On May 22 the Federal Trade Commission (“FTC”) announced a $6 million settlement with Edmodo, an ed tech provider, for violations of the COPPA Rule and Section 5 of the FTC Act. The FTC described this settlement as the first FTC order that will prohibit an ed tech provider from requiring students to provide more personal data than necessary to participate in online activities. The settlement is consistent with the FTC’s policy statement on ed tech issued last May (see our summary of the policy statement here).

The complaint alleges that Edmodo violated COPPA by failing to provide notice and obtain verifiable parental consent before collecting personal information from children under the age of 13. Specifically, the complaint alleges that Edmodo’s reliance on schools and teachers to provide verifiable parental consent as agents of parents was not permissible because (1) Edmodo did not provide the required direct notice of its practices as to the collection, use, or disclosure of personal information from children and (2) Edmodo’s used student’s personal information for contextual advertising which exceeds the limited educational context for which school and teachers may provide consent. The complaint also alleges that Edmodo failed to inform teachers and sole of its reliance on them as intermediaries to provide notice and obtain authorization from parents and failed to make reasonable efforts to ensure parents received notice and provided authorization.

In addition to violating COPPA’s notice and consent provisions, the complaint alleges Edmodo collected more personal information from children than necessary to participate in educational activities and retained children’s personal information longer than reasonably necessary.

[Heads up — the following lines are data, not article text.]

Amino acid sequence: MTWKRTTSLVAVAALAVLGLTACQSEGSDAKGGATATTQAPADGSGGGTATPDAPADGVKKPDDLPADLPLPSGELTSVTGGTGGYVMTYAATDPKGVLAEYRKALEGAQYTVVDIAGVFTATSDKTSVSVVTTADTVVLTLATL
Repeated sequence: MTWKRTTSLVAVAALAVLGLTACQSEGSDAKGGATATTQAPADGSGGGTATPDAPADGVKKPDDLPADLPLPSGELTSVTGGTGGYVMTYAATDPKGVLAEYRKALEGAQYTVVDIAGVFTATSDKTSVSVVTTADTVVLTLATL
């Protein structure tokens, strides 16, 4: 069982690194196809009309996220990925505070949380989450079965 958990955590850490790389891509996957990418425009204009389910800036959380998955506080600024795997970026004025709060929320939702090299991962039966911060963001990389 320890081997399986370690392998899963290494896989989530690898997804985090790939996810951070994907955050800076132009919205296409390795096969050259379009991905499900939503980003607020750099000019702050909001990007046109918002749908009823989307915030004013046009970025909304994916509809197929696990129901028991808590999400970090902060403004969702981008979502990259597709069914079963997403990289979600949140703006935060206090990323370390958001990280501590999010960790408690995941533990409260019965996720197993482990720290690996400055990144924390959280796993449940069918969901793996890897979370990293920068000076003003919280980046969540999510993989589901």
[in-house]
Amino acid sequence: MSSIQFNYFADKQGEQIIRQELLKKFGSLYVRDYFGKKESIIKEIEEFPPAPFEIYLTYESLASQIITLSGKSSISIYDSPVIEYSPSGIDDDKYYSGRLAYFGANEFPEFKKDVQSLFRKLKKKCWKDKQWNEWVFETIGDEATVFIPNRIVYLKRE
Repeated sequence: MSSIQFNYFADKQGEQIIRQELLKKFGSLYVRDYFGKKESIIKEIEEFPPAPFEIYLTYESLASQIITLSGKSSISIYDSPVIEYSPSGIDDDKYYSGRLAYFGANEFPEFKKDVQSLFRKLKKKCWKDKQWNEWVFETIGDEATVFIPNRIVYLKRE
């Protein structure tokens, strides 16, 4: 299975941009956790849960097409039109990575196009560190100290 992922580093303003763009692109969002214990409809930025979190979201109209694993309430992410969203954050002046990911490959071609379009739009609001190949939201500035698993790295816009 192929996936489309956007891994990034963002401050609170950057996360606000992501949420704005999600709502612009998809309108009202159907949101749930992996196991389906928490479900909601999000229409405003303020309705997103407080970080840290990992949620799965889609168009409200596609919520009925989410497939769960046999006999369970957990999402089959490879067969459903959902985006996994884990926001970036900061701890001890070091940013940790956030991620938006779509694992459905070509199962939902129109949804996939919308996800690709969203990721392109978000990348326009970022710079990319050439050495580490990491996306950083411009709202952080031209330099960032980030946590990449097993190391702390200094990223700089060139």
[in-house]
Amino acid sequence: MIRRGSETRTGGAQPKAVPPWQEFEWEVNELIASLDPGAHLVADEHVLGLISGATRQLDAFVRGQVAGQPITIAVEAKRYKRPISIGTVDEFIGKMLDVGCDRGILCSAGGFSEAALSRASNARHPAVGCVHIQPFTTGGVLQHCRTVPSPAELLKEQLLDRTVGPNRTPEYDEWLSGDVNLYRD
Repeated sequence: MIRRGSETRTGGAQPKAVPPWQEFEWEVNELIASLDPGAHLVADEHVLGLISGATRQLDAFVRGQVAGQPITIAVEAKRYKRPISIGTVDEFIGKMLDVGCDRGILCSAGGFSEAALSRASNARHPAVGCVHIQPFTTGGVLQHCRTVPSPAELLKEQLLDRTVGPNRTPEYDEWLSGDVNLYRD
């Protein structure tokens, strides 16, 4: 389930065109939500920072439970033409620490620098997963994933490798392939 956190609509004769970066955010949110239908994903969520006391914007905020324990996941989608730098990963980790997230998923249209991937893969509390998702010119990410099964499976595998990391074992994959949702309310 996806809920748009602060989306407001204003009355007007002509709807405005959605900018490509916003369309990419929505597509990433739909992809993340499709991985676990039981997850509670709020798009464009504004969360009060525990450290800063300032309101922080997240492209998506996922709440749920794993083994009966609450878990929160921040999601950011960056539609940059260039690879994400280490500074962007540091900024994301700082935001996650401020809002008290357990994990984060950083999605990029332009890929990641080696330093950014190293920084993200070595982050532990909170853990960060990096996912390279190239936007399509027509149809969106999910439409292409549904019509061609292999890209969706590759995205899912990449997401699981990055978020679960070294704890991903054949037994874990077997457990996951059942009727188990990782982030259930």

Beyond COPPA, the complaint includes allegations that Edmodo violated Section 5 by telling schools and teachers that they were “solely” responsible for COPPA compliance while providing allegedly “confusing and inaccurate information” about obtaining consent under COPPA, thus unfairly burdening teachers and schools with Edmodo’s own COPPA compliance responsibilities. According to the FTC’s press release, this is the first time the FTC has used Section 5 to allege an unfair trade practice in the context of an ed tech operator’s interaction with schools.

The proposed order includes the following relief:

  • Edmodo is prohibited from (1) relying on schools to act as intermediaries to obtain verifiable parental consent on behalf of Edmodo, or (2) relying on school authorization for collecting personal information from children unless Edmodo enters into a written agreement with the school that includes the following: limits use of personal information to educational purposes only, describes all personal information collected from students and how it will be used and disclosed, provides the school a link to the online notice and recommends the school make it available on the school’s website, requires a school representative to acknowledge and agree that they have the authority to provide consent, and states that any personal information collected by Edmodo is under the direct control of the school with regard to use and maintenance.
  • Edmodo may not collect more personal information than reasonably necessary for the child to participate in the online service.
  • Edmodo must destroy all personal information collected prior to the entry of the order for which Edmodo does not receive verifiable parental consent or school authorization within 60 days.
  • Edmodo must maintain and adhere to a data retention schedule with a maximum retention period of one year.
  • Edmodo must destroy any models or algorithms developed in whole or in part using personal information collected from children without verifiable parental consent.

The order also defines an “educational purpose” to be “any use related to a child’s education including, but not limited to, instruction in the classroom or at home, administrative activities, and collaboration between students, school personnel, or parents.” Notably, the definition of an educational purpose does not include “commercial purposes unrelated to the provision of the online service requested by the school such as advertising or building user profiles.”